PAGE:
UK: Commercial Briefing - The Bribery Act 2010 – In Force April 2011

The Bribery Act 2010 received Royal Assent on 9 April 2010 and will come into force from April 2011. The UK has previously been criticised for its perceived soft touch in tackling corruption and this Act takes anti-bribery legislation further than any other jurisdiction.

What is the scope of the Bribery Act 2010

An individual or a company can be prosecuted for offering or receiving a bribe (which may not be monetary and which need not actually be received for the offence to take place) to bring about or reward the improper performance of a function or activity. It includes individuals working for, and companies engaged in, private business. This goes further than most anti-bribery legislation around the world which tends to focus on the bribery of foreign public officials, an offence which is also caught by this Act (although there is a specific provision for this and the definition for "foreign public official" is wide, and includes the situation where the foreign public official is asked for a bride).

Companies will be liable for bribery and corruption committed by or on their behalf by any person "associated" with them anywhere in the world. "Associated" is defined within the Act as providing services to that company. The guidance indicates that this includes employees, subsidiaries, some joint ventures (where control, either actual or ostensible, lies with the company), agents and intermediaries.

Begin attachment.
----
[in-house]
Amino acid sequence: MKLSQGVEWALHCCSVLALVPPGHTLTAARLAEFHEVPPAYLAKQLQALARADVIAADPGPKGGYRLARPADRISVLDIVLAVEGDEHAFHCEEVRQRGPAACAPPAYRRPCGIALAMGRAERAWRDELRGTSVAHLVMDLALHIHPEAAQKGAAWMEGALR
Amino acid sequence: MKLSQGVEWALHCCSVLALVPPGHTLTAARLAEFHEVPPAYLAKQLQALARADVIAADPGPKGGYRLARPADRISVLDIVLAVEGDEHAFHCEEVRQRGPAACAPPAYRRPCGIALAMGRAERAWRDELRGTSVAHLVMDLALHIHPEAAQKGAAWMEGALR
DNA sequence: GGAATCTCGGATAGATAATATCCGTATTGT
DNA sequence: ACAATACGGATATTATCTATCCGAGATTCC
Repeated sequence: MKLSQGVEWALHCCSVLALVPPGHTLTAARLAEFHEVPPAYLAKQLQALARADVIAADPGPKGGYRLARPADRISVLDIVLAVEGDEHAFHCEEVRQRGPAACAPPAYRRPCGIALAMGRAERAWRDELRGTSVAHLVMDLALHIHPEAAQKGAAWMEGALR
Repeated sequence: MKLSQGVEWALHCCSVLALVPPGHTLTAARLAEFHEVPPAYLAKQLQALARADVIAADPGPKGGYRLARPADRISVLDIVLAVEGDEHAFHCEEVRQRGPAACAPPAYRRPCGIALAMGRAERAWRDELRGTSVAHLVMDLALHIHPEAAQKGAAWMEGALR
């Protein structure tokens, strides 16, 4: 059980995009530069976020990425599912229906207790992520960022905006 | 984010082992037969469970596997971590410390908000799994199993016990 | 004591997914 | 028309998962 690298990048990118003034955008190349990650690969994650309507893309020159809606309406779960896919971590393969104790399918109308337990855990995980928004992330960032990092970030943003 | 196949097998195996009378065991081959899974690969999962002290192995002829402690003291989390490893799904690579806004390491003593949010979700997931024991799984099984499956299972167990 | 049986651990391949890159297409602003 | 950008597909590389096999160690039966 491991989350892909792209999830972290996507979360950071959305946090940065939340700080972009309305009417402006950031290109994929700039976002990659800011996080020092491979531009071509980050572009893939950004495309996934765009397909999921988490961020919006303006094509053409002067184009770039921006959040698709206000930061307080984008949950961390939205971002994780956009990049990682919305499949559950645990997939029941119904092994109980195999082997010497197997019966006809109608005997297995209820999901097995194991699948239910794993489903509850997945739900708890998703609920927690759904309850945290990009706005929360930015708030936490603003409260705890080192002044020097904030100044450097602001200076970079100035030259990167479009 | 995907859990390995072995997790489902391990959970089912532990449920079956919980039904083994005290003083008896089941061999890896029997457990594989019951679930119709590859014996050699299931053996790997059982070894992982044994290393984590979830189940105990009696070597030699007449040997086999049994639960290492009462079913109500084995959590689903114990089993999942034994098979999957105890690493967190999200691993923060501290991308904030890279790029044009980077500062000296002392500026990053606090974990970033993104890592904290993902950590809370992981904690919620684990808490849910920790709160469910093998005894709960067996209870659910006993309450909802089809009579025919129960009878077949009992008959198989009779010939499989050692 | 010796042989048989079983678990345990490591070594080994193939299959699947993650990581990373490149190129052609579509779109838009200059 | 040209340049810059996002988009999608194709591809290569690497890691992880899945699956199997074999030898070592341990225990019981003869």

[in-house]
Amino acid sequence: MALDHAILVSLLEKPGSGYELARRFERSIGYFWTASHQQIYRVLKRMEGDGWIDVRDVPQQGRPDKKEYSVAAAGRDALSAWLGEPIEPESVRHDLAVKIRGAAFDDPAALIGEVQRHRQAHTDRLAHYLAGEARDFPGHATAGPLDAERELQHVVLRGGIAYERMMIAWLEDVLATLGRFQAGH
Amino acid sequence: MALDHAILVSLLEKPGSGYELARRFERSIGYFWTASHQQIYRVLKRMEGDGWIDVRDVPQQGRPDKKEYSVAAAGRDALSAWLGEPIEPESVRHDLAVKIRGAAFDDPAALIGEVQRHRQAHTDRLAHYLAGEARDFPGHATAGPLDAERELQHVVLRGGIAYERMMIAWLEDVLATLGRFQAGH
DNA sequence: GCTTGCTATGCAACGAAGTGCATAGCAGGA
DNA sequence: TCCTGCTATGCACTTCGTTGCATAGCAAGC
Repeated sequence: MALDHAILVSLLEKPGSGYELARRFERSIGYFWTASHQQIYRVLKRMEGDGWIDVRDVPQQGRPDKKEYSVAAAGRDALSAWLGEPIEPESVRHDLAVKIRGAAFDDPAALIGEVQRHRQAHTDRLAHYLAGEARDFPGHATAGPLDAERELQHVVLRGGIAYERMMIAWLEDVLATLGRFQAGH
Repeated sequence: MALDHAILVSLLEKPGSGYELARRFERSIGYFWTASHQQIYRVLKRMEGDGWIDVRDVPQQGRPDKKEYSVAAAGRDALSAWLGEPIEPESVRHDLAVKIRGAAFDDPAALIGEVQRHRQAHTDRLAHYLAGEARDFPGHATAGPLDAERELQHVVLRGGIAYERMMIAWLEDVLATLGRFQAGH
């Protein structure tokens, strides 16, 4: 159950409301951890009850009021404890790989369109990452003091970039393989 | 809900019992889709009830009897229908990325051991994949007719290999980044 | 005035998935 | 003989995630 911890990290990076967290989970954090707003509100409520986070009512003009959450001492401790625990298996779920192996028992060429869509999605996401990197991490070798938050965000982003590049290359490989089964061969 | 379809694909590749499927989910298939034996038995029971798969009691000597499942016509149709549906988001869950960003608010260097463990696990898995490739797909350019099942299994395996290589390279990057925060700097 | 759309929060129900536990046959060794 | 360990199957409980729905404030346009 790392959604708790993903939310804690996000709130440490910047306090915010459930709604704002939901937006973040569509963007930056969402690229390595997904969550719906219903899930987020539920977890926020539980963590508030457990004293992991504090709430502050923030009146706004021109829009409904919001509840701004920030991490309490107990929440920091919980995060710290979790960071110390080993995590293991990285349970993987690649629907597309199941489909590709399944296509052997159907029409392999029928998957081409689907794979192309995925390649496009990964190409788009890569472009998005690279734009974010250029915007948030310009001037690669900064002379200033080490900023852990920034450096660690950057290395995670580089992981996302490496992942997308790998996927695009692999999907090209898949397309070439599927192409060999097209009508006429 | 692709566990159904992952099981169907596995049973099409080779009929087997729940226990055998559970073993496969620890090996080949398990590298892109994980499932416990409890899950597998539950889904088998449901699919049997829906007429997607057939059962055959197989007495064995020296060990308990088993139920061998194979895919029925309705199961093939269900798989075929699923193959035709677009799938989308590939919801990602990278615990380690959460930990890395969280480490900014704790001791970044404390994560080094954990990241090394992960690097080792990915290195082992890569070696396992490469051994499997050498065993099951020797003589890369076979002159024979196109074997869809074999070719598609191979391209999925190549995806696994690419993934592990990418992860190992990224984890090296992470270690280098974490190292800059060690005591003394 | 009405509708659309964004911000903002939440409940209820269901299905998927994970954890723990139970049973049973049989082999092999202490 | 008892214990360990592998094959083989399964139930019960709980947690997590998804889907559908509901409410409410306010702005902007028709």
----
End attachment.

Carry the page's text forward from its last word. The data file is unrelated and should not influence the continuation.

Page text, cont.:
This essentially means that where there has been a conviction for bribery or corruption of any employee, company or organisation associated with that company then the company will automatically be liable for failing to prevent bribery. There is, however, a defence available of having in place "adequate procedures" to prevent bribery (see further below).

Penalties

Individuals can face up to 10 years imprisonment and unlimited fines. Companies can face unlimited fines and debarment from entering into public tenders. In addition, on conviction, both individuals and companies can be subject to confiscation proceedings under the Proceeds of Crime Act 2002. It is worth noting that the cost to companies of having to defend any investigation by the Serious Fraud Office will be serious, in financial as well as reputational terms.

Guidance on "adequate procedures"

The draft guidance on this defence has been published, with the final guidance due to be published in January 2011. The draft guidance is very much principle-based and has been widely criticised for not providing much comfort or real guidance to companies as to how they would be best placed to implement policies and procedures which would give them a strong defence. The following are the six principles set out in the guidance:

1 Risk assessment

2 Top level commitment

3 Due diligence

4 Clear, practical and accessible policies and procedures

5 Effective implementation

6 Monitoring and review

Risk assessment

The guidance suggests risk assessment should be integrated into every part of a business, and in particular with regard to relationships with third parties. It is acknowledged that there may be a huge cost impact on small and medium businesses and the Ministry of Justice has suggested that it will review this once the Act has come into force and had time to take effect.